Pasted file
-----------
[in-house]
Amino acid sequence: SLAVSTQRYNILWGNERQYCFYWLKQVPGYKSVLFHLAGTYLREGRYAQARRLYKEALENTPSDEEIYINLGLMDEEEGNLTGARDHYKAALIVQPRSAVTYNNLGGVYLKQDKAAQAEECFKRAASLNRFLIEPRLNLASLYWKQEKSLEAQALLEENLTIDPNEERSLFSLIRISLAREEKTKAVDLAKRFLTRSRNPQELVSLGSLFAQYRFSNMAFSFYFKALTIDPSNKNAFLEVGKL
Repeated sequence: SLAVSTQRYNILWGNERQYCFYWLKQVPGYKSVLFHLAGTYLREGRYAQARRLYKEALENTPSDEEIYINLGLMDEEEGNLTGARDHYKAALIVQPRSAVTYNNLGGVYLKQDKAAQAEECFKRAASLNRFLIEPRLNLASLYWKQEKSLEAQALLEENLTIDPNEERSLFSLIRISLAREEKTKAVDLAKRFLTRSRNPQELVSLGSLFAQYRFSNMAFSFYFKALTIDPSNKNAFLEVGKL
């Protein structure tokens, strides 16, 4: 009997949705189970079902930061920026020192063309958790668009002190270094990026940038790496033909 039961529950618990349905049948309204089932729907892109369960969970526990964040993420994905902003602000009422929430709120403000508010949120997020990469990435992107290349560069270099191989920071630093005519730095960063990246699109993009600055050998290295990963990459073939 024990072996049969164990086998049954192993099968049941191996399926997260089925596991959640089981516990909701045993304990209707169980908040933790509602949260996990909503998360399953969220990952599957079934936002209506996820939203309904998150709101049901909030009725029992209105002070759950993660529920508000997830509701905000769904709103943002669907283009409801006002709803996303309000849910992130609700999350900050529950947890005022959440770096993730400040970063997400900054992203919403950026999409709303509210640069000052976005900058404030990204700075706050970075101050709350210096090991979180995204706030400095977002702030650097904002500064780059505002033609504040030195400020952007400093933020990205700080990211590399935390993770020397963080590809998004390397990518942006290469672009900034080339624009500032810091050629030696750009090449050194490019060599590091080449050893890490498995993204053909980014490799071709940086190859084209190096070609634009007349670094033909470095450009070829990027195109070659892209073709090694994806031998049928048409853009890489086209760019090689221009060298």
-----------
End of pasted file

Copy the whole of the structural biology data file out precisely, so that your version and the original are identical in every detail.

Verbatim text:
[in-house]
Amino acid sequence: SLAVSTQRYNILWGNERQYCFYWLKQVPGYKSVLFHLAGTYLREGRYAQARRLYKEALENTPSDEEIYINLGLMDEEEGNLTGARDHYKAALIVQPRSAVTYNNLGGVYLKQDKAAQAEECFKRAASLNRFLIEPRLNLASLYWKQEKSLEAQALLEENLTIDPNEERSLFSLIRISLAREEKTKAVDLAKRFLTRSRNPQELVSLGSLFAQYRFSNMAFSFYFKALTIDPSNKNAFLEVGKL
Repeated sequence: SLAVSTQRYNILWGNERQYCFYWLKQVPGYKSVLFHLAGTYLREGRYAQARRLYKEALENTPSDEEIYINLGLMDEEEGNLTGARDHYKAALIVQPRSAVTYNNLGGVYLKQDKAAQAEECFKRAASLNRFLIEPRLNLASLYWKQEKSLEAQALLEENLTIDPNEERSLFSLIRISLAREEKTKAVDLAKRFLTRSRNPQELVSLGSLFAQYRFSNMAFSFYFKALTIDPSNKNAFLEVGKL
């Protein structure tokens, strides 16, 4: 009997949705189970079902930061920026020192063309958790668009002190270094990026940038790496033909 039961529950618990349905049948309204089932729907892109369960969970526990964040993420994905902003602000009422929430709120403000508010949120997020990469990435992107290349560069270099191989920071630093005519730095960063990246699109993009600055050998290295990963990459073939 024990072996049969164990086998049954192993099968049941191996399926997260089925596991959640089981516990909701045993304990209707169980908040933790509602949260996990909503998360399953969220990952599957079934936002209506996820939203309904998150709101049901909030009725029992209105002070759950993660529920508000997830509701905000769904709103943002669907283009409801006002709803996303309000849910992130609700999350900050529950947890005022959440770096993730400040970063997400900054992203919403950026999409709303509210640069000052976005900058404030990204700075706050970075101050709350210096090991979180995204706030400095977002702030650097904002500064780059505002033609504040030195400020952007400093933020990205700080990211590399935390993770020397963080590809998004390397990518942006290469672009900034080339624009500032810091050629030696750009090449050194490019060599590091080449050893890490498995993204053909980014490799071709940086190859084209190096070609634009007349670094033909470095450009070829990027195109070659892209073709090694994806031998049928048409853009890489086209760019090689221009060298």